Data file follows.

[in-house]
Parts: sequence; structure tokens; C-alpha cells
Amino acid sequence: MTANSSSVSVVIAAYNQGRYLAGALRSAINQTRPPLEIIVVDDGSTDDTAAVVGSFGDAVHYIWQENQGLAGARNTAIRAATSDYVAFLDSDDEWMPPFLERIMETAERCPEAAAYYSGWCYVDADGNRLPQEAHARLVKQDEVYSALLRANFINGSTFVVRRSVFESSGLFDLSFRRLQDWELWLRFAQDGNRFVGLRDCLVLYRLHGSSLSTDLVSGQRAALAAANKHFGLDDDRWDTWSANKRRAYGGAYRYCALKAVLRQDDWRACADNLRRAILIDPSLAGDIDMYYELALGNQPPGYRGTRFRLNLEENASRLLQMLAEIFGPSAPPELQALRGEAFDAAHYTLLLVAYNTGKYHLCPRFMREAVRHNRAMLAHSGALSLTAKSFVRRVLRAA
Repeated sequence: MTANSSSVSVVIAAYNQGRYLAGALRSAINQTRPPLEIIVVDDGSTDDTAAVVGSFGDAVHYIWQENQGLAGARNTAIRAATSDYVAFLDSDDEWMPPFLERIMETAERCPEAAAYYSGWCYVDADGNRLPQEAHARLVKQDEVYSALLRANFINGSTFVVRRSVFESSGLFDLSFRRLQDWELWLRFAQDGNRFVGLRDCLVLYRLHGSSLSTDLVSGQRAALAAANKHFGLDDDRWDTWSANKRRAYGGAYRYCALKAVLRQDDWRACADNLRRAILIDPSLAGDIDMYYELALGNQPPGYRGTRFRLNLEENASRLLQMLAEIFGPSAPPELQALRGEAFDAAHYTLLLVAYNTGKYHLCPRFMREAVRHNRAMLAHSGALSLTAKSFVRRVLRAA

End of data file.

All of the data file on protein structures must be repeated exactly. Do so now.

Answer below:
[in-house]
Parts: sequence; structure tokens; C-alpha cells
Amino acid sequence: MTANSSSVSVVIAAYNQGRYLAGALRSAINQTRPPLEIIVVDDGSTDDTAAVVGSFGDAVHYIWQENQGLAGARNTAIRAATSDYVAFLDSDDEWMPPFLERIMETAERCPEAAAYYSGWCYVDADGNRLPQEAHARLVKQDEVYSALLRANFINGSTFVVRRSVFESSGLFDLSFRRLQDWELWLRFAQDGNRFVGLRDCLVLYRLHGSSLSTDLVSGQRAALAAANKHFGLDDDRWDTWSANKRRAYGGAYRYCALKAVLRQDDWRACADNLRRAILIDPSLAGDIDMYYELALGNQPPGYRGTRFRLNLEENASRLLQMLAEIFGPSAPPELQALRGEAFDAAHYTLLLVAYNTGKYHLCPRFMREAVRHNRAMLAHSGALSLTAKSFVRRVLRAA
Repeated sequence: MTANSSSVSVVIAAYNQGRYLAGALRSAINQTRPPLEIIVVDDGSTDDTAAVVGSFGDAVHYIWQENQGLAGARNTAIRAATSDYVAFLDSDDEWMPPFLERIMETAERCPEAAAYYSGWCYVDADGNRLPQEAHARLVKQDEVYSALLRANFINGSTFVVRRSVFESSGLFDLSFRRLQDWELWLRFAQDGNRFVGLRDCLVLYRLHGSSLSTDLVSGQRAALAAANKHFGLDDDRWDTWSANKRRAYGGAYRYCALKAVLRQDDWRACADNLRRAILIDPSLAGDIDMYYELALGNQPPGYRGTRFRLNLEENASRLLQMLAEIFGPSAPPELQALRGEAFDAAHYTLLLVAYNTGKYHLCPRFMREAVRHNRAMLAHSGALSLTAKSFVRRVLRAA